Bike Shaped Objects

Funky bikes and news
 
Not all cities have green lines

Green Lines are our friend

green linesAs a spoiled cyclist I expect the green lines to be there when I look at a map. In preparation for a family visit I arranged to borrow a bike. I looked at the city on Google maps and found no green lines.

At first I thought my settings were messed up but no, there really are almost no bike lanes in Worcester Mass.. This is how spoiled I am. I just assume that all cities are as bike-friendly as San Francisco.

I must admit that Worcester isn’t a cyclist’s dream anyway. It has hills. We’re talking San Francisco would proud to have these hills. And for half the year those hills are covered in ice and snow.

However, in researching this rant I discovered that in the late 1800’s Worcester was a center of cycling activity. There were several bike factories there and hundreds of people pedaling up and down Main street. Major Taylor even moved to Worcester to escape the discrimination of the mid-west.

So what happened? Well, cars of course., and trucks and trains ans so-on. But that happened in San Francisco as well. And look at Minneapolis, it’s a frozen wasteland yet they are very bike-friendly.

So it seems there are two factors at work. The first is that Worcester appears to have had a decent bus system and a lack of wealthy close suburbs whose residents seem to be the most successful bike advocates. These are of course huge generalizations.

So how does one prepare to ride in an urban environment were bikes are not usually welcome? First, the bright yellow vest is definitely coming with me. It’s a vacation so I plan to sleep through the morning rush hour.The rest of the day I’ll just have to risk it.

The other problem is that instead of a road bike I’ll be on a mountain bike which isn’t as likely to keep up with the traffic. Though its ruggedness does make it more likely to take a hit without breaking.

 

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Bicycle Tourism, in Cleveland?

Proposed bicycle route could stoke local tourism

The Cleveland Daily Banner, 1/8/16

tourismIf U.S. Bicycle Route 21 receives official status, bicycle tourism could be coming to Cleveland from as far away as Lexington, Ky., and Atlanta.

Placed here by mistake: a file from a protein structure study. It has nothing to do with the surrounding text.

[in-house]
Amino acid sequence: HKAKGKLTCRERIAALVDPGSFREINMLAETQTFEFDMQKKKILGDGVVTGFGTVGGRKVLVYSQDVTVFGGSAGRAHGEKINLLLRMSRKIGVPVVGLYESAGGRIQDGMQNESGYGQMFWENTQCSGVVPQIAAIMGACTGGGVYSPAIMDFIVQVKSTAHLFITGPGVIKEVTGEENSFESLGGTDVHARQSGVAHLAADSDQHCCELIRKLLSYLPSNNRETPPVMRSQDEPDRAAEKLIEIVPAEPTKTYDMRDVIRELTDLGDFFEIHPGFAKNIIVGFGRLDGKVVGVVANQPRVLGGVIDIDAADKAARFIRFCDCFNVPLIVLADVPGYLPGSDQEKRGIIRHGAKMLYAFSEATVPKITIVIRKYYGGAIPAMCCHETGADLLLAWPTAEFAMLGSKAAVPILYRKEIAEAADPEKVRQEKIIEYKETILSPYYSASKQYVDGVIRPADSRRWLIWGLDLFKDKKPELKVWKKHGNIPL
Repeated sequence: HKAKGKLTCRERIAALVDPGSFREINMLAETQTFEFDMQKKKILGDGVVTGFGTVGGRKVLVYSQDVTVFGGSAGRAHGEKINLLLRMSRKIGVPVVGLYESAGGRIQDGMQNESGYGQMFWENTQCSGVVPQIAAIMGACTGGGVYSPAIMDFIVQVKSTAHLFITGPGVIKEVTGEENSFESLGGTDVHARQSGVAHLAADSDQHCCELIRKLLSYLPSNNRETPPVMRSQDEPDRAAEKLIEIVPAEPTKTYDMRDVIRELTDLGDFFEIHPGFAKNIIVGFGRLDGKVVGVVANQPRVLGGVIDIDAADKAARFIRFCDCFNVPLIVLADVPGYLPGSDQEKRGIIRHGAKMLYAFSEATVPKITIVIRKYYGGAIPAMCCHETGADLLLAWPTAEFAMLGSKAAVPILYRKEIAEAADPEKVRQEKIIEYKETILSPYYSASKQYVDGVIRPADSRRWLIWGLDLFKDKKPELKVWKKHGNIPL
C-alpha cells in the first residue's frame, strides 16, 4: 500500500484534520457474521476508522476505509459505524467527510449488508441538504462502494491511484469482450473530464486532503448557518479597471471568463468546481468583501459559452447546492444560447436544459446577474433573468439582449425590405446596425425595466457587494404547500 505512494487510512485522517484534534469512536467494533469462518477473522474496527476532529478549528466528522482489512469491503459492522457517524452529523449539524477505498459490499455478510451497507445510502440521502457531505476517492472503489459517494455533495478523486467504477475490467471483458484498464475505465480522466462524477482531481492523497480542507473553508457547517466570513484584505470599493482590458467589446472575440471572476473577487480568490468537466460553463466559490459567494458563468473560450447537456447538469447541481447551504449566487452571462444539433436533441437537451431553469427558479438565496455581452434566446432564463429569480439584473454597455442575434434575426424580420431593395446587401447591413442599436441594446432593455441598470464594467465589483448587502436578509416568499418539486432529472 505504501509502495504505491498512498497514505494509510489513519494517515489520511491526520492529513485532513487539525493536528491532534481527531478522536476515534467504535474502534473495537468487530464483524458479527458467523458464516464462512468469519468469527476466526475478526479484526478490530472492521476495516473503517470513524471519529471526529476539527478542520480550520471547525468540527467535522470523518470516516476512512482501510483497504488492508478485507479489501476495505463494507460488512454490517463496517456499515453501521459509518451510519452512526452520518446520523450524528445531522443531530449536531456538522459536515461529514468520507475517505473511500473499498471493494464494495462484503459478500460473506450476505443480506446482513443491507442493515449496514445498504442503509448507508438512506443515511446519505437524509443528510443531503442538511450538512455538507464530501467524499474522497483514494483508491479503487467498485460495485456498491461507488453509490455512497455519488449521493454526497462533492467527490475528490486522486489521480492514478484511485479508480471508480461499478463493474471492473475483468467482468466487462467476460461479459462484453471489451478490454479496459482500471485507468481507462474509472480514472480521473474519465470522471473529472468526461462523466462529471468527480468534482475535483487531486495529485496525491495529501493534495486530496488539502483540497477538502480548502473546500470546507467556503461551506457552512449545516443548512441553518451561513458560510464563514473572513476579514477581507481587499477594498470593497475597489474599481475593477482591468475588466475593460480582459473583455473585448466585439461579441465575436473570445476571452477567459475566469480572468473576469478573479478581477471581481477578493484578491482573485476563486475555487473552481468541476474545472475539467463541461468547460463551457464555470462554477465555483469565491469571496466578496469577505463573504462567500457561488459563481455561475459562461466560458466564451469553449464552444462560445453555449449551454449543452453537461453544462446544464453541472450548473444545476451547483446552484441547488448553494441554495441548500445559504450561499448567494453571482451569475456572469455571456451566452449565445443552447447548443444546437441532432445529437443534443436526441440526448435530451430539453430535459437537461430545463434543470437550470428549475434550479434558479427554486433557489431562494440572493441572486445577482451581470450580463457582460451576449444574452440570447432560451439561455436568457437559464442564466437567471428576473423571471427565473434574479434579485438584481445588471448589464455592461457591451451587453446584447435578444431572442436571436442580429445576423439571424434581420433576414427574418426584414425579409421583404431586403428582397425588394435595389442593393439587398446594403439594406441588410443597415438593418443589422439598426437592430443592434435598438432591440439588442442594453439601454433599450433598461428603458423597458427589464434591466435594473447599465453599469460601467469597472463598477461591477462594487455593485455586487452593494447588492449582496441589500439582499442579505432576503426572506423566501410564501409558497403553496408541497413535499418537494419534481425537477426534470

The proposed route would run from Atlanta to Kentucky with about 241 miles of the route in Tennessee. There are 42 miles of the route within Bradley and McMinn counties. In Cleveland, 19 miles of existing roads and the Cleveland/Bradley County Greenway are used to guide cyclists from McDonald Road through downtown to Sequoia Road.

Read full article…

Another project that has more hope than reality. I wish them well.

Unlike the German bikebahn U.S. Bike routes do not depend on trails built for bikes alone. These routes are mostly made up of regular roads with some accommodation for bikes. Sometimes just a well-kept shoulder. Not perfect, but it’s several steps in the right direction.

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State proposes to build new bicycle campsites

bicycle campsites

Montana wants bike campers

Billings Gazette, 1/4/15

Public comment is being sought on a draft environmental assessment for proposed group bicycle campsites at four state parks in northwestern Montana.

The parks include Whitefish Lake; Flathead Lake-Wayfarers; and Placid Lake and Salmon Lake. Public comment is being accepted through Feb. 5 at 5 p.m.

Read More…

It’s good to see that people are considering bicycle infrastructure beyond the bike path. After all, no matter how great the path or trail is, it’s useless unless there is something at the other end worth going to.

 

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Germany Building Bikebahn?

http://gas2.org/2016/01/02/germany-opens-first-segment-of-60-mile-long-bicycle-highway/
bikebahn

All cyclists dream of the bikebahn. But is it for real?

Never has such a short bike trail generated so much press. Everyone from the bike news world to mainstream media are writing about the proposed 100KM bike trail across western Germany. Unfortunately many of the media outlets mostly just published the press release from the people who want the trail built, ignoring the part about how there is no guarantee that any of it will be built.

I included the link above because they do a nice analysis of this and similar projects from around the world.

I can’t really criticize the small bike blogs for jumping blindly on this story. It was my first instinct. This is the kind of story we always dream of. The concept of intercity car-free trails is the holy grail of wanderlusting cyclists.

I think most car and truck drivers dream of getting bikes off the road as well. The problem there is that if they build us bike paths the drivers will expect us to use it even if it’s way out the way. And out of the way for a bike is much shorter a distance than for a car.

So while the German bikebahn still has many hurdles to hurdle, we are all sending our good vibes for its completion and success.

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U.S. Bicycle Route System grows by 2,000 miles in 2014 » Biking Bis

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